#5: If you do miss out on that killer score (let's say, by seconds because someone grabbed it first), don't let it bring you down. The great thing about thrift stores is that there is an endless supply of new stuff coming in all of the time. There will always be another killer score. Trust me.

#6: If someone is checking out a piece that you're interested in and then puts it down and walks away - it's fair game. This sounds like common sense, right? Wrong! People can get a little crazy when thrifting; especially when stores are hosting the big 50% off sales. You have to graciously stand your ground. Might I suggest practicing your "death stare" as well?

#7: Storage issues. Do I hear exasperated sighs? In all honesty, I'm still tackling this one myself. As I look around our bedroom, I see numerous piles of personal clothes and stacks of containers holding items for resale. One thing I did was invest in a nice cedar chest (thrifted of course) to store my off season clothing, this way I have more space in our closet. I picked up covered bins for my store items so they'd be safe. Every so many months, I will have a garage sale to purge items (and make a few bucks) that I no longer have a use for. I've also dedicated one storage closet to thrifted home decor that I'm waiting to use. I'm open to suggestions on this so if you have any that don't involve paying extra for a storage unit, please send them my way.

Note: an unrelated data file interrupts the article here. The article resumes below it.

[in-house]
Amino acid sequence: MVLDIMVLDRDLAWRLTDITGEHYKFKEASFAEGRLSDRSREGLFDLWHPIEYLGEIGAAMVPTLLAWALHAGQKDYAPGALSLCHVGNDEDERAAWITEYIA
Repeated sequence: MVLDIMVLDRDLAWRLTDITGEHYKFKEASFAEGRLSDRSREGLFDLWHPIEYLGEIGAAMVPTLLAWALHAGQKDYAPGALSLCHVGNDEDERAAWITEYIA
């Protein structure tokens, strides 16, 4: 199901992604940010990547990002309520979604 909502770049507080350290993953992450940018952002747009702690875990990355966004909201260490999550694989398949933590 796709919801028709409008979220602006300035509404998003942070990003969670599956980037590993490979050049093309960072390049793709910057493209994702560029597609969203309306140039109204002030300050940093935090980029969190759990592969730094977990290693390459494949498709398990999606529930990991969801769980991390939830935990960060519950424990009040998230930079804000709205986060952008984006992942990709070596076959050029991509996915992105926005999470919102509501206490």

#8: If you're into or considering resale, do your homework. Be on the look-out in the book section (of your local thrift store... which is cheaper than second hand book stores) for literature on antiques, fashion, home decor, etc. Get on the Internet and study. Get to know your product!!! Also, check other resale sites for price comparisons.

#9: Get to know the staff at the thrift stores you frequent. This way you stand a chance of getting tipped off when something you're looking for comes in. Say for instance you're in the market for a nice, leather sofa (they sell fast). If you're on friendly terms with the sales people they might let you know when a leather sofa arrives at the store. This way you can be there bright and early to check it out.